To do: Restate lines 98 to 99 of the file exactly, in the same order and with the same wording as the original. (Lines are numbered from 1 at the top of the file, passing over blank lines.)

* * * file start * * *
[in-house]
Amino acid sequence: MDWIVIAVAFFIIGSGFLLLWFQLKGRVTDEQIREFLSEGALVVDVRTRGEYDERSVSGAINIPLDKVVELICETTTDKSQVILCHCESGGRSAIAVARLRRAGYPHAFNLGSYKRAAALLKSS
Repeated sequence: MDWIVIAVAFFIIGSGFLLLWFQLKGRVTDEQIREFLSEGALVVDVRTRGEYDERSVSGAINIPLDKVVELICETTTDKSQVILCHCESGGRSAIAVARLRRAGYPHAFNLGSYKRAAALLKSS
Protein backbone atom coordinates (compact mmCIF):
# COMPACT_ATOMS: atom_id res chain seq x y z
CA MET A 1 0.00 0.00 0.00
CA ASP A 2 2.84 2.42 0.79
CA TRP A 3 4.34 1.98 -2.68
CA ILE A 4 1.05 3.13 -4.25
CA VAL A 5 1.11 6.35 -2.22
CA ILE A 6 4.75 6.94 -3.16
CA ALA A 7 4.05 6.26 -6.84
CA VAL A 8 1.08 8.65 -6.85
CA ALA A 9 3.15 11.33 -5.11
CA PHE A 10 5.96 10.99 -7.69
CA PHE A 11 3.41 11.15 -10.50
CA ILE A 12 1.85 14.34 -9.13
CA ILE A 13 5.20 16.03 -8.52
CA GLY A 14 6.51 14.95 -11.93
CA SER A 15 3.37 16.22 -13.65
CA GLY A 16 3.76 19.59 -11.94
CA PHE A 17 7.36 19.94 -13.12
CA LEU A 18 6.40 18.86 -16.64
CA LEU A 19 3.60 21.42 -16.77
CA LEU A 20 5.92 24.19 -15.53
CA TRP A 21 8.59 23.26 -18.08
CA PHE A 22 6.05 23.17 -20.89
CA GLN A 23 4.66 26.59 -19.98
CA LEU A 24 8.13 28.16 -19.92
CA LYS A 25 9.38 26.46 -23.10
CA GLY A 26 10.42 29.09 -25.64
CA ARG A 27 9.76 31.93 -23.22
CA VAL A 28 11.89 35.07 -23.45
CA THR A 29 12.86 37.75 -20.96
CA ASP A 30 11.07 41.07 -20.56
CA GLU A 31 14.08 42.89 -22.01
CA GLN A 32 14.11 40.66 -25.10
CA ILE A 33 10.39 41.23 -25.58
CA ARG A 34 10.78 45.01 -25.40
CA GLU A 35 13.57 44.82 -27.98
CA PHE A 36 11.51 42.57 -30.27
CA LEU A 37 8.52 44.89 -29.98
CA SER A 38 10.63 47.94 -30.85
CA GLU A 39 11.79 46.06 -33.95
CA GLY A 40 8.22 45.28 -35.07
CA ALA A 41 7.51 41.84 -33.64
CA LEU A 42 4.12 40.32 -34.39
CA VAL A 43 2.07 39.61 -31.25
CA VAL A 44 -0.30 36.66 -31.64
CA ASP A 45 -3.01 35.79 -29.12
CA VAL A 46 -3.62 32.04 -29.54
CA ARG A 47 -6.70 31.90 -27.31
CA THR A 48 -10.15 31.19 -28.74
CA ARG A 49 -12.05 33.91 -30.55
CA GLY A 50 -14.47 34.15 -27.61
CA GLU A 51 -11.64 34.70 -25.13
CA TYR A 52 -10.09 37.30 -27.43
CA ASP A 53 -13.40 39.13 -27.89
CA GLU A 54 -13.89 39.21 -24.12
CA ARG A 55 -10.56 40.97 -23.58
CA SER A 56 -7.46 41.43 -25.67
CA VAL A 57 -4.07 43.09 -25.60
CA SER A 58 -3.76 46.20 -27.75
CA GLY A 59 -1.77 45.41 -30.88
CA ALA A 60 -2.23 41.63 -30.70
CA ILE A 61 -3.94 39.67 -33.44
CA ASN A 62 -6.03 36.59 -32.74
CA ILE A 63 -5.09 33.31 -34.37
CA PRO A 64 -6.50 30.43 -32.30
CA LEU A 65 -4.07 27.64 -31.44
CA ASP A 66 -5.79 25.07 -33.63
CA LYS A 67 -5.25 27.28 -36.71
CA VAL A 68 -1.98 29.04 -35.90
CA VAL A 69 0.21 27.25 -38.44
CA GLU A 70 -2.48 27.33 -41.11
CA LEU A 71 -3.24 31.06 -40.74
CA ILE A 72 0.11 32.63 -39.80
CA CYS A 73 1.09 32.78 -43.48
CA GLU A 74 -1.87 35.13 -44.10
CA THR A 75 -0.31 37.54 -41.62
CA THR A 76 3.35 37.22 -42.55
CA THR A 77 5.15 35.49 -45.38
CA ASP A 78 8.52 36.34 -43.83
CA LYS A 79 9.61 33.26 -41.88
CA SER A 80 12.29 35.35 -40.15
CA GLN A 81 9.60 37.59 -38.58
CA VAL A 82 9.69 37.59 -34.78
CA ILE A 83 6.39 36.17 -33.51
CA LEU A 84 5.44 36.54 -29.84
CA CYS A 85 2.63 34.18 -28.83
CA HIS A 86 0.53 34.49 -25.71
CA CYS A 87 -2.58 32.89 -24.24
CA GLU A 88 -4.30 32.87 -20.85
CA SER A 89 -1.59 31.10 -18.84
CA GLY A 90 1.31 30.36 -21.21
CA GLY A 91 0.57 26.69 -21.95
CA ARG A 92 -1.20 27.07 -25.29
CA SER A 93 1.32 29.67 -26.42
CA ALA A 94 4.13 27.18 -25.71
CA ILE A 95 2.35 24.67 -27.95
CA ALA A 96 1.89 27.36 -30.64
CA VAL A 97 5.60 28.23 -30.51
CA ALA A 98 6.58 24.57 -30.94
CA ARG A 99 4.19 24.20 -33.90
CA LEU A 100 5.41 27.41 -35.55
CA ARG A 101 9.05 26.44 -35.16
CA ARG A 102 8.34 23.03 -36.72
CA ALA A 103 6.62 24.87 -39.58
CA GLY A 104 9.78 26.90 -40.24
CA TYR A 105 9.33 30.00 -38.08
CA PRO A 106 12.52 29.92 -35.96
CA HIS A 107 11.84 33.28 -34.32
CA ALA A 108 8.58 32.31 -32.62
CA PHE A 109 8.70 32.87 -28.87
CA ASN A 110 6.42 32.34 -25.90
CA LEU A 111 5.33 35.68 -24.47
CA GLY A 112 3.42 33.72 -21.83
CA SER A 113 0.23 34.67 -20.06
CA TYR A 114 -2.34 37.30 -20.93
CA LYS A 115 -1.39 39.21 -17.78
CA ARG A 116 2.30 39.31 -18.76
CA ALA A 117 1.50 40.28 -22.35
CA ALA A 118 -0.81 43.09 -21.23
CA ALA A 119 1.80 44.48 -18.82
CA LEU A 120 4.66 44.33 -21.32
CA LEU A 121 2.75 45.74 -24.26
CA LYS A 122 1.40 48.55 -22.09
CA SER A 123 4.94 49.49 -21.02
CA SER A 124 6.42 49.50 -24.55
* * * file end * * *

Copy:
CA SER A 93 1.32 29.67 -26.42
CA ALA A 94 4.13 27.18 -25.71